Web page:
Airlines launching services to the US at the end of this month may struggle to compete with existing carriers at Heathrow following deregulation of transatlantic routes, according to Virgin Atlantic chief operating officer Lyell Strambi.
Passengers expecting cheaper fares will be disappointed, said Strambi, despite a risk of capacity outstripping demand.
Speaking in New York, Strambi said: “Phase one of open skies to the US will be a damp squib. Fares cannot get much lower.
“Airlines already offer economy prices and new entrants at Heathrow will find it competitive. Existing airlines are ready to do battle.”
Strambi said that carriers already serving the US would have an advantage. “A lot of the battle will be on the ground, with competition to make it easier for customers to get through the airport,” he said.
Virgin opened new facilities at Heathrow Terminal 3 in November. “We offer queue-free check-in and security and Upper Class passengers are getting from check-in to our club house in six minutes,” said Strambi.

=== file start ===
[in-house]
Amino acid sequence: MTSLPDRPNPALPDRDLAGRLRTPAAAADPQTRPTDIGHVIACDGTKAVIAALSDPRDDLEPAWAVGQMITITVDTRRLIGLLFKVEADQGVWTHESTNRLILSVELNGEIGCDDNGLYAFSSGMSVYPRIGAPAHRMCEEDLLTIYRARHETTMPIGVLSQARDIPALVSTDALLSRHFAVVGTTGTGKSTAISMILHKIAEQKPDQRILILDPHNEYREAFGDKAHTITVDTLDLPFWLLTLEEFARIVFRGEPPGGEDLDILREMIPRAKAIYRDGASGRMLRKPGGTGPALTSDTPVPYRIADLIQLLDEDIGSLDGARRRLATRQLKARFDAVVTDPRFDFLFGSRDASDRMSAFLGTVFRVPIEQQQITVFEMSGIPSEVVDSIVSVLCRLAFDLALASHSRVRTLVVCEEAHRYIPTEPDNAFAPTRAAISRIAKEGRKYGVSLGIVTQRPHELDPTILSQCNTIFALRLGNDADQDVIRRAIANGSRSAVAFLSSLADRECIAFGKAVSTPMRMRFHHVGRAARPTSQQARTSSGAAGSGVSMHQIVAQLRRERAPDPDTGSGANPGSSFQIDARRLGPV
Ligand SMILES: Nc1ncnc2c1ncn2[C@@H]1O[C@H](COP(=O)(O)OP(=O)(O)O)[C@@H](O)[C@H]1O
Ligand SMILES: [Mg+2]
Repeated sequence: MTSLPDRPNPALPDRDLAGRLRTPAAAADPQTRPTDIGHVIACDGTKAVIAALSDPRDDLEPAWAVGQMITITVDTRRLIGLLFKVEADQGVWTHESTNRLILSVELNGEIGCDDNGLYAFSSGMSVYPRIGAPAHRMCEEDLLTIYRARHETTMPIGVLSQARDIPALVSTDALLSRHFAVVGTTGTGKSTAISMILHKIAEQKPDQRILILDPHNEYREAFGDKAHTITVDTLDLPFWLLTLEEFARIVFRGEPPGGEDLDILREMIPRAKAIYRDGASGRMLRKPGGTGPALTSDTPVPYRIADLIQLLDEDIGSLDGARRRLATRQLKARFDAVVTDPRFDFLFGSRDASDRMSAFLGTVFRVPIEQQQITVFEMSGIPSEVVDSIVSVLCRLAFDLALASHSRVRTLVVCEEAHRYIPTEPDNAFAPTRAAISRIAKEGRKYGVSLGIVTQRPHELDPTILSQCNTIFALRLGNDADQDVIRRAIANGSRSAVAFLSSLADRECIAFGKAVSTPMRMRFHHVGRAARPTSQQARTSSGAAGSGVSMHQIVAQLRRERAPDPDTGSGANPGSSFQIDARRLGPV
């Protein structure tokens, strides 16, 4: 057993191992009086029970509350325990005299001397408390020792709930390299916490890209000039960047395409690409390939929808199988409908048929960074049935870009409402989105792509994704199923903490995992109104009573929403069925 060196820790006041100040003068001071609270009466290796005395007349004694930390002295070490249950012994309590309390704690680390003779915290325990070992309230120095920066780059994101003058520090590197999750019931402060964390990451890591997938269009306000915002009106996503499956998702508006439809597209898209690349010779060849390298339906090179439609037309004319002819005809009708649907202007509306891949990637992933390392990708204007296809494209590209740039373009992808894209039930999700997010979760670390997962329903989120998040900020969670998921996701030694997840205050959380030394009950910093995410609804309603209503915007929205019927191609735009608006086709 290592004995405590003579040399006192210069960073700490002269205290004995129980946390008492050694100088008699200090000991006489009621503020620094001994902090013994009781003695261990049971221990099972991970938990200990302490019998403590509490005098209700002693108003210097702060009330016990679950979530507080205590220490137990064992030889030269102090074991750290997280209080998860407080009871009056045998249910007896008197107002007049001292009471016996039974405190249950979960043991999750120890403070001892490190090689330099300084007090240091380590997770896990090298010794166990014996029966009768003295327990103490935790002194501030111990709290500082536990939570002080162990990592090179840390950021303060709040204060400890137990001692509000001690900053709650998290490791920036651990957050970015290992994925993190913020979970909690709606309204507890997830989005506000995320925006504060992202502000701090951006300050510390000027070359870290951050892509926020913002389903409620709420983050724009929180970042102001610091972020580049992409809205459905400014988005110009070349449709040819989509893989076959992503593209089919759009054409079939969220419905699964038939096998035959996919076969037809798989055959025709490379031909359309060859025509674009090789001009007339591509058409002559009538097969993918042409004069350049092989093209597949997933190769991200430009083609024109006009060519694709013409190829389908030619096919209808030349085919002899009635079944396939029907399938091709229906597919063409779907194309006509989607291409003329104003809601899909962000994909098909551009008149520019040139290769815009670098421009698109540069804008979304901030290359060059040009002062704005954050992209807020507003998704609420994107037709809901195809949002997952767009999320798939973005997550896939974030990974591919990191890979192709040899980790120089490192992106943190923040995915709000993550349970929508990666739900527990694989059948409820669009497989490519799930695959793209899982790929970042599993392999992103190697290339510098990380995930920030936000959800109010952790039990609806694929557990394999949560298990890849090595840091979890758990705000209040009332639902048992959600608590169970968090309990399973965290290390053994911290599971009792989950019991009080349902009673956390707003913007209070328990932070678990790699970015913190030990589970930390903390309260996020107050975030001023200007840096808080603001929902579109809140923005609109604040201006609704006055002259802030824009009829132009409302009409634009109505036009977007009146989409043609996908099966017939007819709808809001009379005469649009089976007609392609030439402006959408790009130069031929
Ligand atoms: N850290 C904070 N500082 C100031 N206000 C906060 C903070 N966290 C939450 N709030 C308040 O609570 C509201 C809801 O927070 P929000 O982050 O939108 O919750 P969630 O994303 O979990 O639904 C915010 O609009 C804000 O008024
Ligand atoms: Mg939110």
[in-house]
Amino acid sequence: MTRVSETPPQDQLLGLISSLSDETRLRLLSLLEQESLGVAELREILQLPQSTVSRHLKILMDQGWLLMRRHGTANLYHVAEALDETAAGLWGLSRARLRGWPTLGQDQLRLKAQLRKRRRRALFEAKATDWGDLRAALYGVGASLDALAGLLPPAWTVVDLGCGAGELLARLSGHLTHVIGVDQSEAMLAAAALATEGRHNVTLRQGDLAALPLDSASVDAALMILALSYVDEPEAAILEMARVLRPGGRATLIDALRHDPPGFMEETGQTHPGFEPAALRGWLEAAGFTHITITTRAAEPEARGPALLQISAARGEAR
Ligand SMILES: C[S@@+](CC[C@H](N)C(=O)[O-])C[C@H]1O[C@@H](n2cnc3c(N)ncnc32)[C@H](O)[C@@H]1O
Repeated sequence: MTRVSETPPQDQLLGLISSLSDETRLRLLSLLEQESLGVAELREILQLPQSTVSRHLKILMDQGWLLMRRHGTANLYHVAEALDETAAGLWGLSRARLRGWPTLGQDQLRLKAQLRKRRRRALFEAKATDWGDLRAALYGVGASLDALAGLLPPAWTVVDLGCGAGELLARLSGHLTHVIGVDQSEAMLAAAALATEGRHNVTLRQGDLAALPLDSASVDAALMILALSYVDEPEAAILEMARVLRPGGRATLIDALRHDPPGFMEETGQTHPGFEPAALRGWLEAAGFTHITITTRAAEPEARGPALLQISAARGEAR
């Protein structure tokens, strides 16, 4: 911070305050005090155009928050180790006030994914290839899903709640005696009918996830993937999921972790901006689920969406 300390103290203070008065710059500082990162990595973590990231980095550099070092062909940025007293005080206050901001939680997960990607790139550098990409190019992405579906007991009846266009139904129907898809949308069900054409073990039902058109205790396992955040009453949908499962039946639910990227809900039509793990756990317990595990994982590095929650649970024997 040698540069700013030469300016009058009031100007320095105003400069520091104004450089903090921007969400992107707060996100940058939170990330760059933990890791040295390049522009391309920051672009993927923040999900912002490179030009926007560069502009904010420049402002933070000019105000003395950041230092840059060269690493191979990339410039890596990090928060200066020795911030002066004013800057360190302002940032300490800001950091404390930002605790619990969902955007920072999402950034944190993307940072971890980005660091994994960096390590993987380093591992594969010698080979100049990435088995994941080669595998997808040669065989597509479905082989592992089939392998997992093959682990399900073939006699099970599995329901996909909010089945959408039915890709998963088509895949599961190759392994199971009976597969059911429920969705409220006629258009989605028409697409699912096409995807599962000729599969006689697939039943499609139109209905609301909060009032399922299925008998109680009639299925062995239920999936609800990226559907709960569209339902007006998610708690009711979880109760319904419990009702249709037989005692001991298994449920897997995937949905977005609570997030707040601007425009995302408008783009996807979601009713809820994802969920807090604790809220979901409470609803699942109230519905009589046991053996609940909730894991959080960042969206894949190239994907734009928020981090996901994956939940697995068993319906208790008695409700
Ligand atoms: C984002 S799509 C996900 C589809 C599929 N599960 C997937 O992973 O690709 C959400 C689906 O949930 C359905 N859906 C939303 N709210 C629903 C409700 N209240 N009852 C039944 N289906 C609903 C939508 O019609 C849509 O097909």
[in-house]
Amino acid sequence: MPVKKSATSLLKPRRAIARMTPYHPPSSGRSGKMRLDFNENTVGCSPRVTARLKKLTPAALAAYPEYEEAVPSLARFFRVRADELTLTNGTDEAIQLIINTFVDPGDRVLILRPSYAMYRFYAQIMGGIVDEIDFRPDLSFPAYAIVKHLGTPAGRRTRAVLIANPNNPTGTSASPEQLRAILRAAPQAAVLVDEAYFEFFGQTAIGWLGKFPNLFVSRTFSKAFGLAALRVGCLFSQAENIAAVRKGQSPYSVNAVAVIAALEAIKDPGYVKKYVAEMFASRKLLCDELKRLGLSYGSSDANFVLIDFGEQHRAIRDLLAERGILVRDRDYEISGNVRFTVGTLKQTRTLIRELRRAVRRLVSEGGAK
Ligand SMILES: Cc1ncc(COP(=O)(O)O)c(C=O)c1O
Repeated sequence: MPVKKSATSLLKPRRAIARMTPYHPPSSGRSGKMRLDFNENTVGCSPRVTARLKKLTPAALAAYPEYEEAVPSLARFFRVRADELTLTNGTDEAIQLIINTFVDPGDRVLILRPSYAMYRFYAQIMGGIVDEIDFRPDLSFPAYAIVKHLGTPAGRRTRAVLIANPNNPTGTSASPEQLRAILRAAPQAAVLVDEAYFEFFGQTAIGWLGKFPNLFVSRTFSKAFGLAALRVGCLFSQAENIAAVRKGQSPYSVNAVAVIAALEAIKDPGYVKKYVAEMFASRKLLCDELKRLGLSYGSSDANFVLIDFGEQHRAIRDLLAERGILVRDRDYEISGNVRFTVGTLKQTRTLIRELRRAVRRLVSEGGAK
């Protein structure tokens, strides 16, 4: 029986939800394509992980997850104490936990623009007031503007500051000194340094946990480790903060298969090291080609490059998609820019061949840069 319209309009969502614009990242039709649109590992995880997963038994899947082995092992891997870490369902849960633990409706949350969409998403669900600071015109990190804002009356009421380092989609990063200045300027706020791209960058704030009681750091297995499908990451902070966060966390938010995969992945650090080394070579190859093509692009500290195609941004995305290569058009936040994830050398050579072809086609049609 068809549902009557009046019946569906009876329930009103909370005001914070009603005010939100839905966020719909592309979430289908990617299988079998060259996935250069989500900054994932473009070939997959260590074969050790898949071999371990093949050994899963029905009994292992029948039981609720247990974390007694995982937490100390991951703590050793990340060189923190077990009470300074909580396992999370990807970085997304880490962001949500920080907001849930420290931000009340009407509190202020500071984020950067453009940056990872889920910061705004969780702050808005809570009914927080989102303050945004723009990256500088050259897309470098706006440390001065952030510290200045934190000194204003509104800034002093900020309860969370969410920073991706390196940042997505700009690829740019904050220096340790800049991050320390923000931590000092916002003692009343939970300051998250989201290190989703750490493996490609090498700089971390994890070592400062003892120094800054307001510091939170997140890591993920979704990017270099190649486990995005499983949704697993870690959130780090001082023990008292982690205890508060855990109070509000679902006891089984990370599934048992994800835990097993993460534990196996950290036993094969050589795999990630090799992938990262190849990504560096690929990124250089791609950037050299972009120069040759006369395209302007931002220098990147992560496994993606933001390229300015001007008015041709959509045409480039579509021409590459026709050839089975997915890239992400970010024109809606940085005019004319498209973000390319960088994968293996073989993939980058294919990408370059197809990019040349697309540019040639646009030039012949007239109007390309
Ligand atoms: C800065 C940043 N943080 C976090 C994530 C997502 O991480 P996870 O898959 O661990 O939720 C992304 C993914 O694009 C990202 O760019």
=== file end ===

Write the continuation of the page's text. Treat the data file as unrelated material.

“Business-class capacity on London-New York routes has risen 40% in the past two years. There is a danger there will be too much capacity,” he said.
Strambi warned that open skies will unravel without the US making concessions to European carriers. Open skies allows any US or European Union airline to operate from Europe to the US, replacing rules that restrict US services from Heathrow to four carriers – including Virgin and British Airways.
The deal is supposed to mark the first stage of a wider deal. Delta Air Lines, Continental Airlines, US Airways and Air France will begin services to US destinations from Heathrow at the end of this month.